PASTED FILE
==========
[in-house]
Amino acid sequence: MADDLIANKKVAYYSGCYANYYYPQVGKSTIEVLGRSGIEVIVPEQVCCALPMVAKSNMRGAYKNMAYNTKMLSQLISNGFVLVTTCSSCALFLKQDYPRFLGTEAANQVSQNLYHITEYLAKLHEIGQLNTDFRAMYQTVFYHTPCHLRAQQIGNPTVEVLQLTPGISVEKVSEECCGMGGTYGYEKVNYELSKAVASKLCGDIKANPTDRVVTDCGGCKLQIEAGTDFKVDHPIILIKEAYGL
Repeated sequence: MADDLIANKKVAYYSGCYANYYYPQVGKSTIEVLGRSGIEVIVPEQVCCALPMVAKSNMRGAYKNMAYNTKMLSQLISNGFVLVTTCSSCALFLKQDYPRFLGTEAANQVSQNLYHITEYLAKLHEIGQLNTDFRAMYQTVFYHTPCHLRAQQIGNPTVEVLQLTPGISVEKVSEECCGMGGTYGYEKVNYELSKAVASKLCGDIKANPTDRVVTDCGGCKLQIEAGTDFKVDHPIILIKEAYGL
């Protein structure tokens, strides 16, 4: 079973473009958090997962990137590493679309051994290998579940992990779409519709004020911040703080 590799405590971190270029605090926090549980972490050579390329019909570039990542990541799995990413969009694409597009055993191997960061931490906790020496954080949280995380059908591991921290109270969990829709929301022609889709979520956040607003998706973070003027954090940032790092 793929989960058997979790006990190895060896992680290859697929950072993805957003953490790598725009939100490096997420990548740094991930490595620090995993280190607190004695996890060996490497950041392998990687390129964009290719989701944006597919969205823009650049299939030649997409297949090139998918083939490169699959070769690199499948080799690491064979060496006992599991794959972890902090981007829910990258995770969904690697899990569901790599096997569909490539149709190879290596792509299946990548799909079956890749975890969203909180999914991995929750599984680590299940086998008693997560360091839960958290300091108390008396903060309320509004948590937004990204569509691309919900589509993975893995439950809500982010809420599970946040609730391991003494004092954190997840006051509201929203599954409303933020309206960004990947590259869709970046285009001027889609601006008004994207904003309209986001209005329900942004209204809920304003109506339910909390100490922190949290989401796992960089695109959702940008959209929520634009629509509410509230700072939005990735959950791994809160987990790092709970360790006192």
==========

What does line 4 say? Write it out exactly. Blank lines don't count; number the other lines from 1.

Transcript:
């Protein structure tokens, strides 16, 4: 079973473009958090997962990137590493679309051994290998579940992990779409519709004020911040703080 590799405590971190270029605090926090549980972490050579390329019909570039990542990541799995990413969009694409597009055993191997960061931490906790020496954080949280995380059908591991921290109270969990829709929301022609889709979520956040607003998706973070003027954090940032790092 793929989960058997979790006990190895060896992680290859697929950072993805957003953490790598725009939100490096997420990548740094991930490595620090995993280190607190004695996890060996490497950041392998990687390129964009290719989701944006597919969205823009650049299939030649997409297949090139998918083939490169699959070769690199499948080799690491064979060496006992599991794959972890902090981007829910990258995770969904690697899990569901790599096997569909490539149709190879290596792509299946990548799909079956890749975890969203909180999914991995929750599984680590299940086998008693997560360091839960958290300091108390008396903060309320509004948590937004990204569509691309919900589509993975893995439950809500982010809420599970946040609730391991003494004092954190997840006051509201929203599954409303933020309206960004990947590259869709970046285009001027889609601006008004994207904003309209986001209005329900942004209204809920304003109506339910909390100490922190949290989401796992960089695109959702940008959209929520634009629509509410509230700072939005990735959950791994809160987990790092709970360790006192």